David Gilkey is seen in 2013 at NPR's Afghanistan bureau as he started a month in the country. David wore silver bracelets on his wrist as a kind of good luck charm. He said every time he had a near-death experience, he let one go. He threw one into the Euphrates River after the second battle of Fallujah. Another went into the Helmand River after he covered the arrival of U.S. Marines in 2009. Graham Paul Smith/NPR hide caption

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David Gilkey Was 'An Incredibly Thoughtful' Photographer In The Midst Of Plight

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Young boys wave smoldering tin cans at cars in Kabul, Afghanistan. The smoke from the seeds inside the cans is believed to ward off evil. Zabihullah Tamanna for NPR hide caption

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'He Had A Great Eye For A Story'

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A member of the Afghan army looks on as an artillery gun fires at Taliban fighters in the hills of Nangahar Province, in eastern Afghanistan, in 2015. NPR photographer David Gilkey, who was killed Sunday, embedded with the Afghan military on multiple occasions to see how it was faring in its fight against the Taliban. David Gilkey/NPR hide caption

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An Afghan commando stands on the tarmac, wearing night vision gear. The elite commandos are about to fly into an area controlled by Taliban fighters. Their mission: to sweep a village for Taliban fighters. David Gilkey/NPR hide caption

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Under U.S. Air Cover, Afghan Commandos Chase The Elusive Taliban

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U.S. Air Force Lt. Col. Chance Henderson, an orthopedic surgeon, stands in the operating theater of the military hospital at Bagram Airfield in Afghanistan. Henderson is fighting to save the leg of a 6-year-old Afghan girl who was shot during a firefight between U.S. and Afghan forces and the Taliban. David Gilkey/NPR hide caption

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Saving 6-Year-Old Ameera, Shot In An Afghan Firefight

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Volunteers stand Saturday near the wreckage of the destroyed vehicle, in which Mullah Akhtar Mansour was allegedly traveling in the Ahmed Wal area in Baluchistan province of Pakistan, near Afghanistan border. Abdul Malik/AP hide caption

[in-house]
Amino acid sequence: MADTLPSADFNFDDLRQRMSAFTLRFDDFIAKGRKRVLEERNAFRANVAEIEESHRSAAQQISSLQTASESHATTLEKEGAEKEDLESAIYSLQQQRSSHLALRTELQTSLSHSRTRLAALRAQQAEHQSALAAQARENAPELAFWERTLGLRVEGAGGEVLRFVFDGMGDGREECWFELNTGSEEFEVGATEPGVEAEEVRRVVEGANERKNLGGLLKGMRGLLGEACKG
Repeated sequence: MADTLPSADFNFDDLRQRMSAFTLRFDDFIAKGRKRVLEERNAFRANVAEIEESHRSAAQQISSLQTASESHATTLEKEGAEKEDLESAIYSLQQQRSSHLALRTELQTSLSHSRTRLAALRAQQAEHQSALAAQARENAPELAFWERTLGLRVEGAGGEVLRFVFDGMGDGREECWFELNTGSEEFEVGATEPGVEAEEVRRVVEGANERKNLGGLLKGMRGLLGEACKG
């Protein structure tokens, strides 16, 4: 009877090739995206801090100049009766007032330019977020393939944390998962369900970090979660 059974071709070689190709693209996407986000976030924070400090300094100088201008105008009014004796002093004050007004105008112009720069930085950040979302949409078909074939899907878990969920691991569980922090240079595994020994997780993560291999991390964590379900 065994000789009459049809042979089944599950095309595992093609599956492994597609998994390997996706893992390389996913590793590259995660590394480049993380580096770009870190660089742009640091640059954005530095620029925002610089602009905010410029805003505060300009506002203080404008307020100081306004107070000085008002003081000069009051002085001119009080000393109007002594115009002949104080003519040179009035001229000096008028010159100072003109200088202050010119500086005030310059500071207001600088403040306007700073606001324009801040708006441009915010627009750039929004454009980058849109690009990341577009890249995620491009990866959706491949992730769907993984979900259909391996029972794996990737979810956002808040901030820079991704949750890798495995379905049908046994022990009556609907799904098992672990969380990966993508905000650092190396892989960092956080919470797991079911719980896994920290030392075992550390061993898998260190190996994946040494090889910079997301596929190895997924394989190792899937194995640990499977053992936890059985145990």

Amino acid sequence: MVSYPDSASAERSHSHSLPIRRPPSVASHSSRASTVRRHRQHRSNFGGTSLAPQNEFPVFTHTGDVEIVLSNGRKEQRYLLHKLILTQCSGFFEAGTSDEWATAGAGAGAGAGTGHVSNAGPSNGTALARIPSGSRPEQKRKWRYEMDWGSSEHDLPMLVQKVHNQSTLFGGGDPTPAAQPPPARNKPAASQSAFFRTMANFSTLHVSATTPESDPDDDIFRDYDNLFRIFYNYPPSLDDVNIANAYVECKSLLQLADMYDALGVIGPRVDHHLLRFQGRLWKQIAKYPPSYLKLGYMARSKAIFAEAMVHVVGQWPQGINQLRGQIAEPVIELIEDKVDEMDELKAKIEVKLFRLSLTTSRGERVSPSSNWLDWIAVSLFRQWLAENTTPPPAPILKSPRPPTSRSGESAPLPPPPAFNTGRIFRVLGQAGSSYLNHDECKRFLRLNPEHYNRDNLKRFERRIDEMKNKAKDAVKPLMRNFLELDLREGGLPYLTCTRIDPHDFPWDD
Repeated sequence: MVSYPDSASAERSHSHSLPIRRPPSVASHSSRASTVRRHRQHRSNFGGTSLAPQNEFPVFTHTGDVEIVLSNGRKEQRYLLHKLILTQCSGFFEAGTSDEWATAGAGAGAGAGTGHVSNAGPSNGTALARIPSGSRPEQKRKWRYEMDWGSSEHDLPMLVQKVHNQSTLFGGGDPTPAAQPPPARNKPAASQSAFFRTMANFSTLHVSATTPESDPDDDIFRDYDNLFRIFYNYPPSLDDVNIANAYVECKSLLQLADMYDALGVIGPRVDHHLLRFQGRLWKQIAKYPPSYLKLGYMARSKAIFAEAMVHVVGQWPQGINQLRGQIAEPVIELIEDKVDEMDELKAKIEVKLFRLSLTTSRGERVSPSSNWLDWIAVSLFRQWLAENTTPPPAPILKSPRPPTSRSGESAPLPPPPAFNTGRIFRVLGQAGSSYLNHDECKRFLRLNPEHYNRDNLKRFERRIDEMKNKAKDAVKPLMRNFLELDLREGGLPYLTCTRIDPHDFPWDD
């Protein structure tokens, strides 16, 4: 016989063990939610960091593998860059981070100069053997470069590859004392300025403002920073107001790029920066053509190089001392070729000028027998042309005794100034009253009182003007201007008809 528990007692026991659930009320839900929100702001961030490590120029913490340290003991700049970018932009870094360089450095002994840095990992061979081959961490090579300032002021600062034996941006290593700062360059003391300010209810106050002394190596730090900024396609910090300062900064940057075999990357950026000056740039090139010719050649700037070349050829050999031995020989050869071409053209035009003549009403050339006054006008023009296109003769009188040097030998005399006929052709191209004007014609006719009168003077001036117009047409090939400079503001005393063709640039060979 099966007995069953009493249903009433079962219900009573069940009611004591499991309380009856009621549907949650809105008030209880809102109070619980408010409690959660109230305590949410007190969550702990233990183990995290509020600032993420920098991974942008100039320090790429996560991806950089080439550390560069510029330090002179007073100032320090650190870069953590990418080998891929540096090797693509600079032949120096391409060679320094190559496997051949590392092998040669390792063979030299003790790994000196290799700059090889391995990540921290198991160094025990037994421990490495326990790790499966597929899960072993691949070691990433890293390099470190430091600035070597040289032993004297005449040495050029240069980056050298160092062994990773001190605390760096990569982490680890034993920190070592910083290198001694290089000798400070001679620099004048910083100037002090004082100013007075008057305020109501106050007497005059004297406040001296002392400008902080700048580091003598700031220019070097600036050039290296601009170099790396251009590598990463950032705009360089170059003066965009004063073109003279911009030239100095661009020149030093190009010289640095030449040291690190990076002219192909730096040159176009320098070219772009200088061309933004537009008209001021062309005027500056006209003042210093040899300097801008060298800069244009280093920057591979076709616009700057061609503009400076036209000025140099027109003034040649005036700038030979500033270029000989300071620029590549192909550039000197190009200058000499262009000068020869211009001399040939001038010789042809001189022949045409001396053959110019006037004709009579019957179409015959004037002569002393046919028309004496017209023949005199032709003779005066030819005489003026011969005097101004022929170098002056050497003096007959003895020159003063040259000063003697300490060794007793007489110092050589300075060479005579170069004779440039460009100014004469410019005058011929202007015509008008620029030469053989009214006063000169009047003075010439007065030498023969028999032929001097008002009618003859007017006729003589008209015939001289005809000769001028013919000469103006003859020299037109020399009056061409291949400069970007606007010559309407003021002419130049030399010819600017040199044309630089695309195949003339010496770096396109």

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U.S. Drone Strike Killed Taliban Leader, White House, Afghan Government Say

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Injured Doctors Without Borders staff find shelter in a safe room after an airstrike on their hospital in Kunduz, Afghanistan. Anadolu Agency/Getty Images hide caption

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As War Dangers Multiply, Doctors Without Borders Struggles To Adapt

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U.S. Secretary of State John Kerry (left) meets Tajikistan's President Emomalii Rahmon (right) during a visit to the capital Dushanbe, last Nov. 3. The U.S. and Russia are both concerned about the stability of Tajikistan, where Rahmon, who has ruled for two decades, faces growing opposition from Islamists. Critics say he has used the threat to crack down on a wide range of political opponents. Anadolu Agency/Getty Images hide caption

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President Ashraf Ghani (right) and Chief Executive Abdullah Abdullah (left) leave after signing a power-sharing deal in September 2014 at the presidential palace in Kabul. Afghanistan's National Unity Government is now in disarray. Massoud Hossaini/AP hide caption

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Zabihuillah Niazi, a 25-year-old nurse, lost an eye and an arm when an American AC-130 gunship shelled the Medecins Sans Frontieres trauma center in Kunduz, Afghanistan, in October 2015, killing 42 people. Zabihullah Tamanna for NPR hide caption

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On Wednesday, Afghan mourners offer funeral prayers for a victim killed in Tuesday's bomb blast in Kabul. The Taliban said it carried out the brazen assault near the defense ministry, which would mark the first major Taliban attack in the Afghan capital since the insurgents announced the start of this year's fighting season. Shah Marai/AFP/Getty Images hide caption

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Forester Jorgen Andersson clears trees with his horse, not a tractor. He says he'd never thought of taking an Afghan refugee as an apprentice — especially one who'd never been in a forest before. But now, he says, "I'm happy to do that." Eleanor Beardsley/NPR hide caption

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After Fleeing The Taliban, An Afghan Reinvents Himself In Sweden

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